Good Friday Agreement - at 20, is it broken?

From BBC - April 9, 2018

If you had planned to organise a 20th birthday party for the Good Friday Agreement, you would not do it this way.

No Assembly. No power-sharing executive. No north-south ministerial meetings. Stormont unrepresented when east-west British Irish Council gatherings take place.

It feels like someone forgot to bake a cake.

Few can question the importance of the 1998 deal in human terms.

It did not bring a complete end to violence - indeed terrible atrocities, such as the Omagh bombing, came after the people endorsed the agreement in a referendum.

But the casualty figures tell their own story.

Nearly 1,500 people died in Northern Ireland's "Troubles" duringthe 20 years before the deal.

By contrast there have been fewer than 150 victims of conflict-related violence over the past two decades.

One victim is one too many, but the radically improved trend is clear.

The agreement has provided a welcome, if imperfect, peace. But it has a more chequered record when it comes to stability and good governance.

The first power-sharing executive led by the Ulster Unionists and the SDLP was plagued by difficulties.

Sharing power with enemies

These stemmed from the failure of republicans to disarm or to co-operate with the police, and the disruptive influence of a sizeable group of unionists who had always rejected the compromises made over emotive issues like early prisoner releases.

The answer, a decade ago, was to bring in those reluctant parties.

International monitors verified IRA and loyalist disarmament, Sinn Fin voted to recognise the police and the DUP agreed to what had seemed unthinkable in 1998 - sitting down to share power with their sworn republican opponents.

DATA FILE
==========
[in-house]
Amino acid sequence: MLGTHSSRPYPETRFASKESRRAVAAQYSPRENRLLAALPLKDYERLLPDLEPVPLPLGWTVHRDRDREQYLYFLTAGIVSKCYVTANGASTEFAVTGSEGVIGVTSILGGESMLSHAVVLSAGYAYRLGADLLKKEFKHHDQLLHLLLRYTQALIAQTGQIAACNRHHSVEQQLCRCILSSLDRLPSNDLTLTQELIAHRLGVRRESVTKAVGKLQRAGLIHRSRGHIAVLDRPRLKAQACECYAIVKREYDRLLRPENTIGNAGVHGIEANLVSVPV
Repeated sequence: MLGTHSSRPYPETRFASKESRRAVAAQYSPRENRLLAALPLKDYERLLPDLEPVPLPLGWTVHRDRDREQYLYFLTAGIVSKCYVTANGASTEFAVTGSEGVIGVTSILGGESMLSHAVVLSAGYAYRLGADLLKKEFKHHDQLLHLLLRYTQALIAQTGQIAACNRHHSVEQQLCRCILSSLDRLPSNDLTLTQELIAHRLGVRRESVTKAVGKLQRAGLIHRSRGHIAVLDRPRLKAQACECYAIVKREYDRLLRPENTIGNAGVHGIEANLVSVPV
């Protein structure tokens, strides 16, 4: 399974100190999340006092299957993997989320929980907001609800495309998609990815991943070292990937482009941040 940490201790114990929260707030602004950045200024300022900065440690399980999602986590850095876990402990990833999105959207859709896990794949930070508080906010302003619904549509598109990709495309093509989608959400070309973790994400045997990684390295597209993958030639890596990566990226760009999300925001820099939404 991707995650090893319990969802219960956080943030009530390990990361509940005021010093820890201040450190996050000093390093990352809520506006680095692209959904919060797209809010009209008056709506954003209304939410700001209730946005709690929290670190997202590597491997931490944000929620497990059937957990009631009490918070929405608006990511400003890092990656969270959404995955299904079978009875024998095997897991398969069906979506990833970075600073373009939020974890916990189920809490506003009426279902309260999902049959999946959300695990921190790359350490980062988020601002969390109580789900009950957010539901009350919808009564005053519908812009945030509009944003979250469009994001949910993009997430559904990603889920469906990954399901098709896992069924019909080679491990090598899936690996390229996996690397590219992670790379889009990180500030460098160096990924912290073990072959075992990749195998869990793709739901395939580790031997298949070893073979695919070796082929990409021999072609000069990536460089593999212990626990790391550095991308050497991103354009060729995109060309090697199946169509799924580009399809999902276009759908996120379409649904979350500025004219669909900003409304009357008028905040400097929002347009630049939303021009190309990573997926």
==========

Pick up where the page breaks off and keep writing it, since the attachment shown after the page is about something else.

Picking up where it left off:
The new deal had its high points, as Ian Paisley and Martin McGuinness chuckled their way into a new era.

But there were lows too, like the failure to deliver a European peace centre at the site of the old Maze jail.

Dissident republican groups tried to do their worst, loyalist paramilitaries continued to organise, while the sporadic disruption to Belfast during a dispute over limiting the days on which the Union flag could be flown at the City Hall illustrated the fragility of the new dispensation.

The latest arguments, over dealing with the legacy of the Troubles and legislating for Irish language rights, appear far more limited than the challenges overcome back in 1998. Then, both the IRA and loyalist ceasefires seemed to hang in the balance.

That said, the system of government inherited from 20 years ago has made resolving contentious issues far from straightforward.

To ensure nationalist buy-in, the 1998 deal guaranteed all the major parties a foothold in the government.

It tied the fortunes of the first and deputy first ministers inextricably together, and created a backstop called the petition of concern under which 30 assembly members can insist a controversial decision must get cross-community approval.

This network of safeguards - referred to by the former SDLP leader, Mark Durkan, as the deal's "ugly scaffolding" - provided reassurance for reluctant power sharers.

But it made for an unwieldy "lowest common denominator" form of government.

Tales abounded of decisions not taken and important pieces of paper languishing unsigned in the murky recesses of Stormont Castle.

Robin Wilson is strongly critical of the system bequeathed to Northern Ireland by the Good Friday Agreement negotiators.

The author of The Northern Ireland Experience of Conflict and Agreement: A Model for Export? compares the requirement for Stormont politicians to designate themselves as unionists, nationalists or others to ruling that they must wear Rangers or Celtic tops.

What has been the outcome?

Mr Wilson points out that when voters have been asked in surveys what they think the assembly has achieved they tend to say "little or nothing".

What can be done?

Performers are 'blaming their instruments'


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